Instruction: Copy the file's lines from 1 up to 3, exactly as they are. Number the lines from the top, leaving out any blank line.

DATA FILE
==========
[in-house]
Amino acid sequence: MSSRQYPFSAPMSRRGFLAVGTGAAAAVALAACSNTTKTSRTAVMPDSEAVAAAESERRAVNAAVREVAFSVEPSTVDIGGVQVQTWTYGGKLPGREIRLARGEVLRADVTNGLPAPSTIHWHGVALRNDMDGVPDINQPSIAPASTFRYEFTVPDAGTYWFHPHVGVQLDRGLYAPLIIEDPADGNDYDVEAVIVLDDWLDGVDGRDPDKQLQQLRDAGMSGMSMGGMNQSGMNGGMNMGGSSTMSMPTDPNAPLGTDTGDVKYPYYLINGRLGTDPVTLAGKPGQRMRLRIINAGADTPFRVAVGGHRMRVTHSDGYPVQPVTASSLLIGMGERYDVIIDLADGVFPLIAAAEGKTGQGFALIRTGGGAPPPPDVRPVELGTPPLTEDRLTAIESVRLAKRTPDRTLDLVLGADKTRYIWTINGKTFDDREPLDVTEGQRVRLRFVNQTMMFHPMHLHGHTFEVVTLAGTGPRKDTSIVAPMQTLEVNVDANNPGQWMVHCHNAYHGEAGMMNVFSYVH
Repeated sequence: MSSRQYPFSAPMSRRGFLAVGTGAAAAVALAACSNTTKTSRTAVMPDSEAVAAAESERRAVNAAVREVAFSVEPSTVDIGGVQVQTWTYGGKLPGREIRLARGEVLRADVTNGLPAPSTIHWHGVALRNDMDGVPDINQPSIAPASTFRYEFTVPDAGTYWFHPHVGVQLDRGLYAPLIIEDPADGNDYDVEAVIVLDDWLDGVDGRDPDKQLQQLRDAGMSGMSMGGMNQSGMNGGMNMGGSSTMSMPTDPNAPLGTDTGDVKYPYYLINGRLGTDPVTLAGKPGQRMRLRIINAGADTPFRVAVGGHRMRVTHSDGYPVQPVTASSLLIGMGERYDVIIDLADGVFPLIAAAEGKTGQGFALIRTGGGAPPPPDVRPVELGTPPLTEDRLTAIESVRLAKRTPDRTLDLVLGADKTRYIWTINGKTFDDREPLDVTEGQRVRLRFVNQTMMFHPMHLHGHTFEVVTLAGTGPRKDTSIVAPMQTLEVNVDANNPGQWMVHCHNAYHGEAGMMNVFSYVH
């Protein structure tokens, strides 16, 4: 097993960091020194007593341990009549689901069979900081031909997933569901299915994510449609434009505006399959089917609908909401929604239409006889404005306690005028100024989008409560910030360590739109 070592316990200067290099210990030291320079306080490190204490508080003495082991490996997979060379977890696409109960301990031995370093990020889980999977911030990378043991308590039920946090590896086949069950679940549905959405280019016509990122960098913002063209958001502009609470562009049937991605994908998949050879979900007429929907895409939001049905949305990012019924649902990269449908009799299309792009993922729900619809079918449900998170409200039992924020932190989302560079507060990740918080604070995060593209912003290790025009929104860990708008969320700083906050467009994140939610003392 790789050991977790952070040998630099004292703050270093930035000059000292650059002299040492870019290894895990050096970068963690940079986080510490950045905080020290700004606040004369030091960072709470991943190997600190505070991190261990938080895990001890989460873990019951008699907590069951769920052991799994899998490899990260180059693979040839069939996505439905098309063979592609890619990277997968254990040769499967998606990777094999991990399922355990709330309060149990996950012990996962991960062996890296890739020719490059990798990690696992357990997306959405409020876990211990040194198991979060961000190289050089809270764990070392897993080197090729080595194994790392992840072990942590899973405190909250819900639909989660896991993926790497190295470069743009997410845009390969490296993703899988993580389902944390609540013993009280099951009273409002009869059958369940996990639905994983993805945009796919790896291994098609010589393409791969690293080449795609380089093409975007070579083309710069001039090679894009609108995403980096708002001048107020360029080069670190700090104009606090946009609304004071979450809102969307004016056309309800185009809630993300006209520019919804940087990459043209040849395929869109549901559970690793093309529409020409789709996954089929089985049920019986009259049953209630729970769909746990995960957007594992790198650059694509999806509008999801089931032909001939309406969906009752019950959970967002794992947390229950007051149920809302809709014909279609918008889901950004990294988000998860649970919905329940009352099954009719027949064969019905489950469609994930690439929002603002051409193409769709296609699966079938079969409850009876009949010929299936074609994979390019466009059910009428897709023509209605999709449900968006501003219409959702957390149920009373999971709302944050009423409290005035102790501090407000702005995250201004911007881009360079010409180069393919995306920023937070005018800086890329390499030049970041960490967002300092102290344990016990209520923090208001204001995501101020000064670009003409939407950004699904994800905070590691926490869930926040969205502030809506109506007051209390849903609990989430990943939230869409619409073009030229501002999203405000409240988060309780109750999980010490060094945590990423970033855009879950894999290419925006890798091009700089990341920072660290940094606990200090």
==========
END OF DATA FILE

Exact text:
[in-house]
Amino acid sequence: MSSRQYPFSAPMSRRGFLAVGTGAAAAVALAACSNTTKTSRTAVMPDSEAVAAAESERRAVNAAVREVAFSVEPSTVDIGGVQVQTWTYGGKLPGREIRLARGEVLRADVTNGLPAPSTIHWHGVALRNDMDGVPDINQPSIAPASTFRYEFTVPDAGTYWFHPHVGVQLDRGLYAPLIIEDPADGNDYDVEAVIVLDDWLDGVDGRDPDKQLQQLRDAGMSGMSMGGMNQSGMNGGMNMGGSSTMSMPTDPNAPLGTDTGDVKYPYYLINGRLGTDPVTLAGKPGQRMRLRIINAGADTPFRVAVGGHRMRVTHSDGYPVQPVTASSLLIGMGERYDVIIDLADGVFPLIAAAEGKTGQGFALIRTGGGAPPPPDVRPVELGTPPLTEDRLTAIESVRLAKRTPDRTLDLVLGADKTRYIWTINGKTFDDREPLDVTEGQRVRLRFVNQTMMFHPMHLHGHTFEVVTLAGTGPRKDTSIVAPMQTLEVNVDANNPGQWMVHCHNAYHGEAGMMNVFSYVH
Repeated sequence: MSSRQYPFSAPMSRRGFLAVGTGAAAAVALAACSNTTKTSRTAVMPDSEAVAAAESERRAVNAAVREVAFSVEPSTVDIGGVQVQTWTYGGKLPGREIRLARGEVLRADVTNGLPAPSTIHWHGVALRNDMDGVPDINQPSIAPASTFRYEFTVPDAGTYWFHPHVGVQLDRGLYAPLIIEDPADGNDYDVEAVIVLDDWLDGVDGRDPDKQLQQLRDAGMSGMSMGGMNQSGMNGGMNMGGSSTMSMPTDPNAPLGTDTGDVKYPYYLINGRLGTDPVTLAGKPGQRMRLRIINAGADTPFRVAVGGHRMRVTHSDGYPVQPVTASSLLIGMGERYDVIIDLADGVFPLIAAAEGKTGQGFALIRTGGGAPPPPDVRPVELGTPPLTEDRLTAIESVRLAKRTPDRTLDLVLGADKTRYIWTINGKTFDDREPLDVTEGQRVRLRFVNQTMMFHPMHLHGHTFEVVTLAGTGPRKDTSIVAPMQTLEVNVDANNPGQWMVHCHNAYHGEAGMMNVFSYVH